Could Almond Butter Be My Answer?
One of my dogs developed a conditioned emotional response or CER to getting his nails done. He’s completely fine getting on the grooming table or laying down on a bed to have his feet touched. He even takes cookies and lays relaxed while the rotary tool I use to grind them is on. However, when I start to get close to his nails, he jerks back, stops taking treats and is generally not a happy camper to have his nails done.
I did a lot of research and we worked up to where he could stay in a happy and relaxed state. I tried traditional clippers but he responded better to the Dremel (a rotary tool with a diamond grinder).
You’re wondering how this relates to almonds, keep reading. . .
This took lots of positive reinforcement, clicker training, and peanut butter! I used A LOT of peanut butter and I wanted to see if there was another safe option. I wondered what other tasty spreads I could use to keep him happy while I ground his nails to an appropriate length?
Are Almonds OK for Dogs?
Being pretty natural and holistic, an obvious choice to me seemed like almond butter. My dogs always seemed to beg when I would eat my 100 calorie packs of almonds – but could I give these to my dogs?
The Answer is No!
Almonds are absolutely not recommended by several veterinary sources I found, for a few reasons:
- Dogs do not digest them well
- Almonds are high in fat
- They can cause blockages or choking
- Flavored almonds can cause further issues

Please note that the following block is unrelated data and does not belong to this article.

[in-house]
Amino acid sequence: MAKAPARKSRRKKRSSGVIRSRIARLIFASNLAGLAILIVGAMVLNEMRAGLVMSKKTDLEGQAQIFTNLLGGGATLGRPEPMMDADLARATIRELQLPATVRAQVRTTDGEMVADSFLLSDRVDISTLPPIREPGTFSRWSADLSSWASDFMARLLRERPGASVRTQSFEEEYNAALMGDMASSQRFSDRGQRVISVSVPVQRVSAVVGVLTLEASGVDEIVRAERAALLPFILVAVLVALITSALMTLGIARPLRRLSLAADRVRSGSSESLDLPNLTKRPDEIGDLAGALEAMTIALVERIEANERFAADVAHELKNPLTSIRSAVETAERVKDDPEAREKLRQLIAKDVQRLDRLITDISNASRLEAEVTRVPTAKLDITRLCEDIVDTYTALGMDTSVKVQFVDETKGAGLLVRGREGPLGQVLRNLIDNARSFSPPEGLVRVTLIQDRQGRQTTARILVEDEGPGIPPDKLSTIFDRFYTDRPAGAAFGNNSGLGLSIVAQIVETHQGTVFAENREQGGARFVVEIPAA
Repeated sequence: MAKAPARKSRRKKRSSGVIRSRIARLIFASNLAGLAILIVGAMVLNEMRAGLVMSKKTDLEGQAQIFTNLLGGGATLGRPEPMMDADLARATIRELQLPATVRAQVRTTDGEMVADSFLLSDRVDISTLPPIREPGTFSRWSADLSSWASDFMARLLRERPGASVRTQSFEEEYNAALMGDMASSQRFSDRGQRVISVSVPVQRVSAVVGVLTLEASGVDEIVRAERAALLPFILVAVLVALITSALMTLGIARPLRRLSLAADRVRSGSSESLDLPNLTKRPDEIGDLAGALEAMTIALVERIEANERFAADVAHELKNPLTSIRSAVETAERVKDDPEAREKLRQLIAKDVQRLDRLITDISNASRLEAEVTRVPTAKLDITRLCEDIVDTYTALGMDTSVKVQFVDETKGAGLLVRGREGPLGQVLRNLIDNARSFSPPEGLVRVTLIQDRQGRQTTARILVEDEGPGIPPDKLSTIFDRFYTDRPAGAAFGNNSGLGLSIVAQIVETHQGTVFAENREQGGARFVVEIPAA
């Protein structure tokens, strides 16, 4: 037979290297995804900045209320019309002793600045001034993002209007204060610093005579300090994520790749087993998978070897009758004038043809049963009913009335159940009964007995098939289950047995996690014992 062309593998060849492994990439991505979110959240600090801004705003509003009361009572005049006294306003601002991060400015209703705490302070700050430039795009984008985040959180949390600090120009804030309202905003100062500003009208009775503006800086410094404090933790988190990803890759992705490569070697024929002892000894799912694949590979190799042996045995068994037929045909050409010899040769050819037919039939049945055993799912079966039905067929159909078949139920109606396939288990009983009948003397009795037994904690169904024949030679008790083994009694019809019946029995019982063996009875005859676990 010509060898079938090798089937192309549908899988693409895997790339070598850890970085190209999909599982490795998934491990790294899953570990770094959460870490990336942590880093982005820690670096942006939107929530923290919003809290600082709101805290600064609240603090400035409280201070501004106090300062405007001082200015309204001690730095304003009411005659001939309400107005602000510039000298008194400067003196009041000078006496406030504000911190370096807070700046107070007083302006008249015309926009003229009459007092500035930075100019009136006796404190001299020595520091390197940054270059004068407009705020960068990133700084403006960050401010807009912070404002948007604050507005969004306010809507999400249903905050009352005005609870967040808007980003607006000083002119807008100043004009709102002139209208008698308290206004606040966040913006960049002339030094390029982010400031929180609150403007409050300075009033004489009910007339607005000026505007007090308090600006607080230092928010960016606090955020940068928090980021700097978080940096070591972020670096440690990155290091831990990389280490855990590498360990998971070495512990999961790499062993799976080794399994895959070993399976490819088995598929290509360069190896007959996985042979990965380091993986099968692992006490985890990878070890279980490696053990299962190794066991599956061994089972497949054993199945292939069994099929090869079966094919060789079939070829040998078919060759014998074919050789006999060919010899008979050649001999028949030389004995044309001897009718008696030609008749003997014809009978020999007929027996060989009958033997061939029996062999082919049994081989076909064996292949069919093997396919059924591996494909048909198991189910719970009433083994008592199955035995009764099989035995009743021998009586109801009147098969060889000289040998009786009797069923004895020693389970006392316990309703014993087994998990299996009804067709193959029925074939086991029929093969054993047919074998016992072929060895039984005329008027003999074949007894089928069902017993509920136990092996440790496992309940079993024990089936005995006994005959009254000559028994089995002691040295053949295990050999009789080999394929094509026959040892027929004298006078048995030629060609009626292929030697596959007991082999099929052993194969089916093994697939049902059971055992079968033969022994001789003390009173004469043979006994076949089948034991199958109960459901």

Just because almonds are a healthy “good fat” snack for us to have, doesn’t mean the same for our dogs. In fact, many healthy foods for us could prove the opposite for our pets. Grapes, macadamia nuts, and avocados are just a few examples.
Humans have a much longer digestive tract that’s built to burn and churn through the longer digestion needed for nuts like almonds. Dogs are particularly built to use their scissor bites to tear meat and their short, highly acidic GI tract is designed to kill meat pathogens and even handle raw meats.
So almonds generally just cause stomach upset, like vomiting, diarrhea, and general discomfort. They are especially harmful when they get stuck causing a blockage or if they are flavored – particularly covered in salt where they could cause issues like salt toxicity
If you drop an almond and Fido is fast to fetch it, don’t worry too much, just watch out for any tummy troubles. If Fido breaks into the pantry and gets an entire bag of salted almonds, you will want to head to the veterinary hospital.
Want to learn about more ways you can keep your pets safe, and when an accident does happen, how to best handle it? Take our ER veterinary pet first aid & CPR course today. The more you know, the safer they are.